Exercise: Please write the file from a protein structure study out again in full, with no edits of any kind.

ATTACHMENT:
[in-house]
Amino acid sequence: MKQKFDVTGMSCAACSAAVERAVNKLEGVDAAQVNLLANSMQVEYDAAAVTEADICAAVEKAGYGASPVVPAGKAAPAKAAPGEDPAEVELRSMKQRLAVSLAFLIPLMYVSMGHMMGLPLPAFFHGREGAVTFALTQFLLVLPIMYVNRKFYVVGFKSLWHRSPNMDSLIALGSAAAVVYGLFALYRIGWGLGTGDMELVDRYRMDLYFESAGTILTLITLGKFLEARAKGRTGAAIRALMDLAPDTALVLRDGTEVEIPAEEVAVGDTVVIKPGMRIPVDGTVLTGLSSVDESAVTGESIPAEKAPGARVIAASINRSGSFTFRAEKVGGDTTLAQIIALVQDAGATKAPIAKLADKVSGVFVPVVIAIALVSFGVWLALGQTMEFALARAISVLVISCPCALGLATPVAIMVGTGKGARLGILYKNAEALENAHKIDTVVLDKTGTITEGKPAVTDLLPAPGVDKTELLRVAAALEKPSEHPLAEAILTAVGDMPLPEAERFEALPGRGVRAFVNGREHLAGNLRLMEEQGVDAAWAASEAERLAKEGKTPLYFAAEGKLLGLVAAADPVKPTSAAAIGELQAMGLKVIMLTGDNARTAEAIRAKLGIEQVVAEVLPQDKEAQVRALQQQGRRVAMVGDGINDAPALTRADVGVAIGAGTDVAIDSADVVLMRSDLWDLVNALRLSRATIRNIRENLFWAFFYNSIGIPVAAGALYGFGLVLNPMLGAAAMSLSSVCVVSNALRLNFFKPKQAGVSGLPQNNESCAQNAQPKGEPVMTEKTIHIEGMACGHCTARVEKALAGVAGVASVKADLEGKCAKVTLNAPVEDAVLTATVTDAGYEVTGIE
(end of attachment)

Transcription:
[in-house]
Amino acid sequence: MKQKFDVTGMSCAACSAAVERAVNKLEGVDAAQVNLLANSMQVEYDAAAVTEADICAAVEKAGYGASPVVPAGKAAPAKAAPGEDPAEVELRSMKQRLAVSLAFLIPLMYVSMGHMMGLPLPAFFHGREGAVTFALTQFLLVLPIMYVNRKFYVVGFKSLWHRSPNMDSLIALGSAAAVVYGLFALYRIGWGLGTGDMELVDRYRMDLYFESAGTILTLITLGKFLEARAKGRTGAAIRALMDLAPDTALVLRDGTEVEIPAEEVAVGDTVVIKPGMRIPVDGTVLTGLSSVDESAVTGESIPAEKAPGARVIAASINRSGSFTFRAEKVGGDTTLAQIIALVQDAGATKAPIAKLADKVSGVFVPVVIAIALVSFGVWLALGQTMEFALARAISVLVISCPCALGLATPVAIMVGTGKGARLGILYKNAEALENAHKIDTVVLDKTGTITEGKPAVTDLLPAPGVDKTELLRVAAALEKPSEHPLAEAILTAVGDMPLPEAERFEALPGRGVRAFVNGREHLAGNLRLMEEQGVDAAWAASEAERLAKEGKTPLYFAAEGKLLGLVAAADPVKPTSAAAIGELQAMGLKVIMLTGDNARTAEAIRAKLGIEQVVAEVLPQDKEAQVRALQQQGRRVAMVGDGINDAPALTRADVGVAIGAGTDVAIDSADVVLMRSDLWDLVNALRLSRATIRNIRENLFWAFFYNSIGIPVAAGALYGFGLVLNPMLGAAAMSLSSVCVVSNALRLNFFKPKQAGVSGLPQNNESCAQNAQPKGEPVMTEKTIHIEGMACGHCTARVEKALAGVAGVASVKADLEGKCAKVTLNAPVEDAVLTATVTDAGYEVTGIE